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Messages - aggie

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Routes / Re: Wild camping along US Highway 50 in Nevada
« on: November 28, 2015, 01:51:38 pm »
In the passes where you find trees there will be areas where you can wild camp as you can get far enough off road to be unseen.  There are a few areas where you can camp free.  Middlegate station is one such place.  Just check in at the restaurant.  They are very accommodating to touring cyclists.  They also have a limited selection of food items.  There are also a couple of BLM campgrounds available but not sure if there is a charge. 

Routes / Re: Southern Tier variant
« on: November 17, 2015, 10:29:03 pm »
You can cycle in Chiricahua.  I was with a group that cycled it several years ago.  We stayed in Wilcox and then rode out to the park.  It may be missed just because it is a little out of the way.  It's a nice place.  Unfortunately I wasn't able to ride the park during that tour since I broke my collarbone riding down Mt. Graham the day before we were to ride to the park.    This is a great area to ride in the spring/fall.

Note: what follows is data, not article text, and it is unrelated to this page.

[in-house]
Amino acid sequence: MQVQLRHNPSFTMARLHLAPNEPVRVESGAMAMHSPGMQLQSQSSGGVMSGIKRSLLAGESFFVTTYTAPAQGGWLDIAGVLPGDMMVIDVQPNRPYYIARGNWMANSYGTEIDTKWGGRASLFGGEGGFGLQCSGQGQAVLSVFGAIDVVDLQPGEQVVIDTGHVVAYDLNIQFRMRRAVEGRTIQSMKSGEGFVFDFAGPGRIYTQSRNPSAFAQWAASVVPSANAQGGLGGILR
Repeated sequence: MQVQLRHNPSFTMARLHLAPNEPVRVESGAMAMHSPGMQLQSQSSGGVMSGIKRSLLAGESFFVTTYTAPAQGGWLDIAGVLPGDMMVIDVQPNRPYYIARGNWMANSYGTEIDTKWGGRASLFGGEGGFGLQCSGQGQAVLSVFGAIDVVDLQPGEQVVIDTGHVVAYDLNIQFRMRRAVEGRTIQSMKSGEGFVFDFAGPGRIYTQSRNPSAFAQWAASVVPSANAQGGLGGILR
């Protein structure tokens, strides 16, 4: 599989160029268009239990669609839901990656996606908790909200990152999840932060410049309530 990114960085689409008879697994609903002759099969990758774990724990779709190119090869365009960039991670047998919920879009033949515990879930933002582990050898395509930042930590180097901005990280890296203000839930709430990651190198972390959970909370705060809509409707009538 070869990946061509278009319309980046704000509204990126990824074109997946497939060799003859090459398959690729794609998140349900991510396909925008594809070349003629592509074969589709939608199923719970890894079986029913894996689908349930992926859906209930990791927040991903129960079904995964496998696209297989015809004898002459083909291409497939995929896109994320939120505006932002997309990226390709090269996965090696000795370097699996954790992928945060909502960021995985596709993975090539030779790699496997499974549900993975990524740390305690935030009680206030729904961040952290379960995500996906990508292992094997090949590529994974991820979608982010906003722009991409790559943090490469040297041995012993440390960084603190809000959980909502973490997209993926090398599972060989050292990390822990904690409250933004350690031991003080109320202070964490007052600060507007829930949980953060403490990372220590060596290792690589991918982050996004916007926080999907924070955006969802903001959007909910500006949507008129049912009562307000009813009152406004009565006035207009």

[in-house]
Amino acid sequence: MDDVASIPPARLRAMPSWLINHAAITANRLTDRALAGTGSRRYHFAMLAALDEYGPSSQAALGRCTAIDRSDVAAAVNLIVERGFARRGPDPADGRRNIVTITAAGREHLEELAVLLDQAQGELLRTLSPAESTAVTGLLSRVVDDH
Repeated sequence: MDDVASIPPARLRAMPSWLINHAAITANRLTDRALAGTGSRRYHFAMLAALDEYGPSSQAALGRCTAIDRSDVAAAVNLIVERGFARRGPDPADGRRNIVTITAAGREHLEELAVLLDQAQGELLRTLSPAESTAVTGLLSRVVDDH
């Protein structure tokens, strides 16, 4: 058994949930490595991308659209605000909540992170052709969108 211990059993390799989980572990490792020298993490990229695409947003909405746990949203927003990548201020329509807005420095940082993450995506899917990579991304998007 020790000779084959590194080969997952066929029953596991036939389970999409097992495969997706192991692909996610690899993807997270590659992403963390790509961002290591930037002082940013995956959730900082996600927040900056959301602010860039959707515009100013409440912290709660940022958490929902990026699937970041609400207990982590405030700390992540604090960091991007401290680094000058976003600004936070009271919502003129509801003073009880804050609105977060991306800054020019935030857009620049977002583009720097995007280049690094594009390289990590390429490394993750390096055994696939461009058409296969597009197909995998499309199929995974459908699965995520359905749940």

It is doable but be prepared for cold and wet weather.  You should have tires that have good traction in wet weather.  If it is as rainy as predicted it is possible that parts of PCH along Big Sur may close due to mud slides.  Be prepared to take an alternate route.

Gear Talk / Re: Looking for a combination road / light touring bike
« on: November 12, 2015, 07:56:11 pm »
I have 3 bikes that work for the various types of rides mentioned earlier.  My favorite bike is a Moots and it fits what you described.  I've used it for multi-day supported rides, cross country self-supported and just riding for exercise.  I'm sure you can find a similar bike and have it geared to do what you need.  I have several different rear cassettes so I can change the gearing especially if I'm not touring and carrying gear.